The European Union is a horrible, stupid project. The idea that unification would create an economy that could compete with China and be more like the United States is pure garbage. What ruined China, throughout history, is the top-down state. What made Europe great was the diversity: political and economic. Having the same currency, the euro, was a terrible idea. It encouraged everyone to borrow to the hilt.

The most stable country in the history of mankind, and probably the most boring, by the way, is Switzerland. It’s not even a city-state environment; it’s a municipal state. Most decisions are made at the local level, which allows for distributed errors that don’t adversely affect the wider system. Meanwhile, people want a united Europe, more alignment, and look at the problems. The solution is right in the middle of Europe — Switzerland. It’s not united! It doesn’t have a Brussels! It doesn’t need one.

The future is unpredictable. In economics some decisions will be lead to desired results and others will not. Real-world outcomes are ultimately impossible to predict, because the real world is chaotic and no simulation can ever model the real world in precise detail; the map is not the territory.

Centralisation concentrates decision-making. Centralisation acts as a transmission mechanism to transmit and amplify the effects of centralised decisions throughout a system. This means that when bad decisions are made — as inevitably happens in human behaviour — the entire system will be damaged. Under a decentralised system, there is no such problem. Under a decentralised heterogeneous system, mistakes are not so easily transmitted or amplified. Centralisation is fragile.

And central planning is mistake-prone. Central planners are uniquely ineffective as resource allocators. Free markets transmit information; the true underlying state of supply and demand. Without an open market to transmit price information, central planners cannot allocate resources according to the true state of supply and demand. Capital, time, and labour are allocated based on the central planner’s preferences, rather than the preferences of the wider society.

These two factors taken together mean that centralised systems tend to be both fragile and mistake-prone. That is a dangerous — and unsustainable — combination.

The End of European Sovereignty?

It looks like fiscal union will at least be tried in Europe.

From the BBC:

German Chancellor Angela Merkel has said Europe is working towards setting up a “fiscal union”, in a bid to resolve the eurozone’s debt crisis.

She told the Bundestag that a new EU treaty was needed to set up such a union and impose budget discipline.

On Monday she is to meet French President Nicolas Sarkozy, who has also called for EU treaty changes.

EU leaders have been under pressure to do more to tackle the debt crisis, amid concern about the survival of the euro.

In her speech, Mrs Merkel promised “concrete steps towards a fiscal union” – in effect close integration of the tax-and-spend polices of individual eurozone countries, with Brussels imposing penalties on members that break the rules.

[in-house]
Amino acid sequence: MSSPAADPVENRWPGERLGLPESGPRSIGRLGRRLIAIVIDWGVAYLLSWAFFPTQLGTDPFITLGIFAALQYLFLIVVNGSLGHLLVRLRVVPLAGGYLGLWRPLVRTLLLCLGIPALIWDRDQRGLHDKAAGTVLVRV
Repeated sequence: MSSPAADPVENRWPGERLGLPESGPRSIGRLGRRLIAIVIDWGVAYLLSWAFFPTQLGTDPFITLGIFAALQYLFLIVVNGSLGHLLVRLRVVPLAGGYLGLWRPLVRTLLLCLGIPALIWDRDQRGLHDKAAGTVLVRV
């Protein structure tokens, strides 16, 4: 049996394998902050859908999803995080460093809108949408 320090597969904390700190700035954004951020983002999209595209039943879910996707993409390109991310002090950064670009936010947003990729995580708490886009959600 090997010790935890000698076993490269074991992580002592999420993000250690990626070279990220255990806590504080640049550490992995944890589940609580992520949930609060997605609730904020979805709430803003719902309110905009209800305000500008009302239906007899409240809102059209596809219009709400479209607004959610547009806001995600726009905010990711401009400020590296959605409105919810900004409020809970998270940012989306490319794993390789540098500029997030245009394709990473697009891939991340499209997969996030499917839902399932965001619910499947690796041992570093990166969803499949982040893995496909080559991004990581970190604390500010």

In hindsight, perhaps this was always Germany’s favoured course.

From Reuters:

The idea [of Euro bonds] was immediately rejected by German Finance Minister Wolfgang Schaeuble, who said such bonds would undermine the basis for the single currency by weakening fiscal discipline among member states.

“I rule out euro bonds for as long as member states conduct their own financial policies, and we need differing interest rates so that there are possibilities of incentives and sanctions to force fiscal solidity,” he told Der Spiegel weekly.

“Without that kind of solidity, there is no foundation for a joint currency,” he added, according to extracts of an interview released ahead of publication.

In theory (ignoring the lack of a economic common culture, lack of labour market flexibility, lack of a common language, etc, etc)  this would have made Europe a viable monetary union. In practice, no amount of “budget discipline” can now reverse the ongoing confidence panic — essentially a run on the Euro — stemming from the mediterranean budgetary disasters. Fiscal union might have prevented this mess from developing, but once the mess has developed, it won’t do anything to contain or reverse it. The fact that policy makers seem to be making things up as they go along is not exactly inspiring confidence, either. The only hope for temporarily reversing the run on Europe (and kicking the can down the road into Euro zombification — or, as Obama calls it, “recovery”) is a massive money printing operation.

Will the cathedral of teutonic monetarism (also known as the ECB) allow for it? No — that’s why they’re trying for fiscal union as an alternative.

In any case, such a fiscal union will surely prove deeply unpopular with a Europe growing sick of top-down technocratic integrationism, and frankly seems bound to fail. Why? Because it almost certainly means stern teutonic austerity — a policy which will surely cause yet more economic contraction, more pain, and more of a mess.